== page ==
OpenAthens reporting allows you to generate (and schedule) reports across a variety of measurable items and how useful they are will depend a bit on you - for example the snapshot reports about how many accounts you had on each day of the last three months will be of more interest to those of you whose number of patrons goes up and down regularly than, say, a site which generally has one big intake per year.
The authentication reports and the resource access reports will be of interest to all though, and to work out how to get the most out of them we first need to understand the three 'A's - Authentication, Access and Aggregation:
Authentication is just about signing in to OpenAthens and not about access to content. It will tell you about how many user sessions there have been (and by how many unique users) - e.g. if you have 4200 authentications on a day by 1400 unique users you can see that your users are averaging 3 sessions per day.
I'm cheating a bit with the second 'A' as it is Resource Access. Technically it is about access attempts as the resources do not tell us whether or not they let the user in but in general the things you have a subscription to should have let them in.
Aggregation is the most important of the three 'A's because it is about which fields have been added up, the most basic example of which is the date - e.g. the system has already added up how many of X or Y happened yesterday or last Thursday. This means that it already has that data available when you ask, and just has to display it.
The things the reports automatically aggregate on are:
Some reports also aggregate on
The things the reports optionally aggregate on are (and this is the exciting one):
Best practice with accounts is to use custom schema attributes for any data that needs to be consistent over multiple sub-organisations (e.g. job roles, specialities, temporary status) and reporting is the same.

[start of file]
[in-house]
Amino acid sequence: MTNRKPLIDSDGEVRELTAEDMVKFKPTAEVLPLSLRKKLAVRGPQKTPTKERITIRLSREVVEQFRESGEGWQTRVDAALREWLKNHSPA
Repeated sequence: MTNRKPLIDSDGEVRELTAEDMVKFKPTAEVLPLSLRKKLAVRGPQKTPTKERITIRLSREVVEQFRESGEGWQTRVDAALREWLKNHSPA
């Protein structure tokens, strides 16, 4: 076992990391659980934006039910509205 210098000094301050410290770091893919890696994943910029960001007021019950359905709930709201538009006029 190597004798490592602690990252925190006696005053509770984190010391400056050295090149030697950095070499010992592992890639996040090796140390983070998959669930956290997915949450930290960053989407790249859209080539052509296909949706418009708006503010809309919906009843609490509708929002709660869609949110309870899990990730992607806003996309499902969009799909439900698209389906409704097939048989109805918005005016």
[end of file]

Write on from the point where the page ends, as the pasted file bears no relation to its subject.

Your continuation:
Reporting goes further and enforces that practice as it will not generate a report for permission sets or user groups that covers more than one organisation. This is going to be a significant factor in any approach you take.
The bottom line is that to make the most of the reporting options, you need to make sure that the accounts your users are issued include all the relevant information that you want to report on, stored in (or mapped to) attributes that the system will aggregate on.
Asking and answering these questions in order should give you a basic approach that you can adapt to your own needs.
If you need to report on the same factor over all the sub-organisations then you will want to use a custom attribute for it and this is the same if you are using OpenAthens accounts or local accounts. Jump ahead to the question about how to set up custom attributes.
If you do not have any sub-organisations, or if those sub-organisations are left to their own devices and you do not need to report on them, then you do not need custom attributes. You may still find them useful, however user groups and permission sets may be sufficient for your needs - just allocate them as required. Groups are one per user, but multiple permission sets can be assigned to a user.
For more details, see also:
You can transform them to a value that suite you. See: Attribute transformation
A brief summary of the steps is:
Depending on the number of accounts, groups or permission sets you have, and the approach you take this could take anywhere from a few minutes to more than an hour. There are more detailed instructions at: How to migrate from user groups or permission sets to custom attributes
First you should determine whether or not you need that as there are some privacy implications, and putting things like job roles or department data into OpenAthens as above is usually a better approach - see About reports and privacy